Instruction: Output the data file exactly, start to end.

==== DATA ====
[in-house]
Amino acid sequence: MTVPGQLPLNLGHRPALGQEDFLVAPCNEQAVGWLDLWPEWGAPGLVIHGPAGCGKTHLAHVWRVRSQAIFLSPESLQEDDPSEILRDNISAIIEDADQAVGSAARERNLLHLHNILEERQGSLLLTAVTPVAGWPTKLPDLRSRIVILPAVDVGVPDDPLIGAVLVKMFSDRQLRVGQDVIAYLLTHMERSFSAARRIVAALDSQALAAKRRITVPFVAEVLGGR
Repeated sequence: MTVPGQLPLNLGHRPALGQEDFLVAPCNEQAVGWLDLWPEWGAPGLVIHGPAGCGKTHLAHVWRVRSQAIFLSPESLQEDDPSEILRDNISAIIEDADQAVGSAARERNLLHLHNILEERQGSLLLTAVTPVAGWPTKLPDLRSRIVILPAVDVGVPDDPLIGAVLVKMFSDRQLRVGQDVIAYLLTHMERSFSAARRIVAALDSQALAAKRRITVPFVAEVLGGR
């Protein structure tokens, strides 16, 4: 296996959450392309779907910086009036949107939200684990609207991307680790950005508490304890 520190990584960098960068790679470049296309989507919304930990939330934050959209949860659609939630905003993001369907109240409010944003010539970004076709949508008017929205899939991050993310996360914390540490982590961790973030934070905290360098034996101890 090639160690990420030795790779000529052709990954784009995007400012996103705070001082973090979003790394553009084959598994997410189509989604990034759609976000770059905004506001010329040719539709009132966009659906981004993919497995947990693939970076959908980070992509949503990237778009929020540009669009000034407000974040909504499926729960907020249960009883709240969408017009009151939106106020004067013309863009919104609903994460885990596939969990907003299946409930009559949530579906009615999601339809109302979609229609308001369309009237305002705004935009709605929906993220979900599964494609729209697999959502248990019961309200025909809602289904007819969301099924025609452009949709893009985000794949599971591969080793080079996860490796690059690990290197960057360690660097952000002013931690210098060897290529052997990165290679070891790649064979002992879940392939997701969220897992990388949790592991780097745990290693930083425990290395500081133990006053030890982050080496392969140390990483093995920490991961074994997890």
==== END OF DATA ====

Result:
[in-house]
Amino acid sequence: MTVPGQLPLNLGHRPALGQEDFLVAPCNEQAVGWLDLWPEWGAPGLVIHGPAGCGKTHLAHVWRVRSQAIFLSPESLQEDDPSEILRDNISAIIEDADQAVGSAARERNLLHLHNILEERQGSLLLTAVTPVAGWPTKLPDLRSRIVILPAVDVGVPDDPLIGAVLVKMFSDRQLRVGQDVIAYLLTHMERSFSAARRIVAALDSQALAAKRRITVPFVAEVLGGR
Repeated sequence: MTVPGQLPLNLGHRPALGQEDFLVAPCNEQAVGWLDLWPEWGAPGLVIHGPAGCGKTHLAHVWRVRSQAIFLSPESLQEDDPSEILRDNISAIIEDADQAVGSAARERNLLHLHNILEERQGSLLLTAVTPVAGWPTKLPDLRSRIVILPAVDVGVPDDPLIGAVLVKMFSDRQLRVGQDVIAYLLTHMERSFSAARRIVAALDSQALAAKRRITVPFVAEVLGGR
């Protein structure tokens, strides 16, 4: 296996959450392309779907910086009036949107939200684990609207991307680790950005508490304890 520190990584960098960068790679470049296309989507919304930990939330934050959209949860659609939630905003993001369907109240409010944003010539970004076709949508008017929205899939991050993310996360914390540490982590961790973030934070905290360098034996101890 090639160690990420030795790779000529052709990954784009995007400012996103705070001082973090979003790394553009084959598994997410189509989604990034759609976000770059905004506001010329040719539709009132966009659906981004993919497995947990693939970076959908980070992509949503990237778009929020540009669009000034407000974040909504499926729960907020249960009883709240969408017009009151939106106020004067013309863009919104609903994460885990596939969990907003299946409930009559949530579906009615999601339809109302979609229609308001369309009237305002705004935009709605929906993220979900599964494609729209697999959502248990019961309200025909809602289904007819969301099924025609452009949709893009985000794949599971591969080793080079996860490796690059690990290197960057360690660097952000002013931690210098060897290529052997990165290679070891790649064979002992879940392939997701969220897992990388949790592991780097745990290693930083425990290395500081133990006053030890982050080496392969140390990483093995920490991961074994997890």